Office’s clip art finally succumbs to modern image search

Say goodbyte to the best friend of PowerPoint presentations throughout the 90’s, adder of pizzazz to financial reports, and the best way anyone and their grandma could make a birthday card feel a little more personal. Today Microsoft announced it’s shutting down the Clip Art website in a bid to get more people to switch over to their in-house search service Bing.

According to a blog post by the company the image library has seen a steady decline over the past ten years as more people grow past the need to plaster outdated vector drawings around the edges of their book reports and instead opt to use services like Google Images to give their project that extra pop. The aging archive of Clip Art just isn’t as attractive as it used to be.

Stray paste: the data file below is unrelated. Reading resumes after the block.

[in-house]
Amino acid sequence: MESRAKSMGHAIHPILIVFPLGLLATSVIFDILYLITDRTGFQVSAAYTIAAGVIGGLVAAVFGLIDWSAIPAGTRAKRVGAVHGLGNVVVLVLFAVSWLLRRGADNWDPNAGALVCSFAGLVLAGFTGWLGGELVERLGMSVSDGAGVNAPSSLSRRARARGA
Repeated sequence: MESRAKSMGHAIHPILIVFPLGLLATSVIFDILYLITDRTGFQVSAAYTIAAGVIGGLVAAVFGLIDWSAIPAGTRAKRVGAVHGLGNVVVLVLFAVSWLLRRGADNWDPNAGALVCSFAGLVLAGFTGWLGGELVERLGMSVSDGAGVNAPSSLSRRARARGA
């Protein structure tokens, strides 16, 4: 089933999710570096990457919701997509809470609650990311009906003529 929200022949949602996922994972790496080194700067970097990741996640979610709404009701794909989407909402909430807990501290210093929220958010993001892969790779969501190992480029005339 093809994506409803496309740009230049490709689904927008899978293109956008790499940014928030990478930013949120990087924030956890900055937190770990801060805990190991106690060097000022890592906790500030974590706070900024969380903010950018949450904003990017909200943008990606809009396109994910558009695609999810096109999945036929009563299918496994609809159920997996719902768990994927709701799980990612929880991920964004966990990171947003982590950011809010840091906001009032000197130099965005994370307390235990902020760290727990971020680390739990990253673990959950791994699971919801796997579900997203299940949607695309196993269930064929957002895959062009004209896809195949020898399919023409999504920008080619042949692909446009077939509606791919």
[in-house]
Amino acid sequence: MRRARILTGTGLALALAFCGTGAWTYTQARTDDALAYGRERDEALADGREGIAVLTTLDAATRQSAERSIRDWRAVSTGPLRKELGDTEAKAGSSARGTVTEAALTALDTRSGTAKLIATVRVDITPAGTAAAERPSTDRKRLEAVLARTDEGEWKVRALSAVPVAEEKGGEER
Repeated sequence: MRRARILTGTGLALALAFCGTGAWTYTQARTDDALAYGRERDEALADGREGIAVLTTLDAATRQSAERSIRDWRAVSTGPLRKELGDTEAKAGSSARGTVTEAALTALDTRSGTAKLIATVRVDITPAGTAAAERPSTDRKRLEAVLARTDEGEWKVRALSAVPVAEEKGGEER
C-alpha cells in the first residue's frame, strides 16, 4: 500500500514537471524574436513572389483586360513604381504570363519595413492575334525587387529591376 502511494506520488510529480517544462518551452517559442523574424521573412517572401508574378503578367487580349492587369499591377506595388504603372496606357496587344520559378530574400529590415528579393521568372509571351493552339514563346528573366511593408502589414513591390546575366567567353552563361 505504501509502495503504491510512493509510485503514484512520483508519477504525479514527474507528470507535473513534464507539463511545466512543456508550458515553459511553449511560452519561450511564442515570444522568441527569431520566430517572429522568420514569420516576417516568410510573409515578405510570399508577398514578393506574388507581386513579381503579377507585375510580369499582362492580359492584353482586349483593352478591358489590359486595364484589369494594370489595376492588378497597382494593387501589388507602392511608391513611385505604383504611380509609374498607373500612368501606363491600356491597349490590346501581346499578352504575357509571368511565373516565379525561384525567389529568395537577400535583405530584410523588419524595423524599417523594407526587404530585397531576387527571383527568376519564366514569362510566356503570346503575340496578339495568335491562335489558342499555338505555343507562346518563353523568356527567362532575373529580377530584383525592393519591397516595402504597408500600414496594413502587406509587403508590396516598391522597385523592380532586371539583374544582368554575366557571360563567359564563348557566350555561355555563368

The Clip Art and image library has closed shop. Customers can still add images to their documents, presentations, and other files that they have saved to their devices (phones, tablets, and PCs), OneDrive, and SharePoint. Customers also still have the ability to add images to their documents using Bing Image Search [which has] higher quality images that are more up-to-date,” the Office team wrote.

And while the move makes sense, all things considered, the demise of Clip Art does feel like the end of an era.

Microsoft says that once the library closes up shop for good all Clip Art images will still be searchable through Bing under a creative commons license. That’s good news if you’re feeling especially nostalgic and Clippy just isn’t getting the job done like he used to.

A guide to how to find these images can be found in their own tutorial, linked on the Office Support site here.

Contributor Chris Stobing provided the text for this video news post.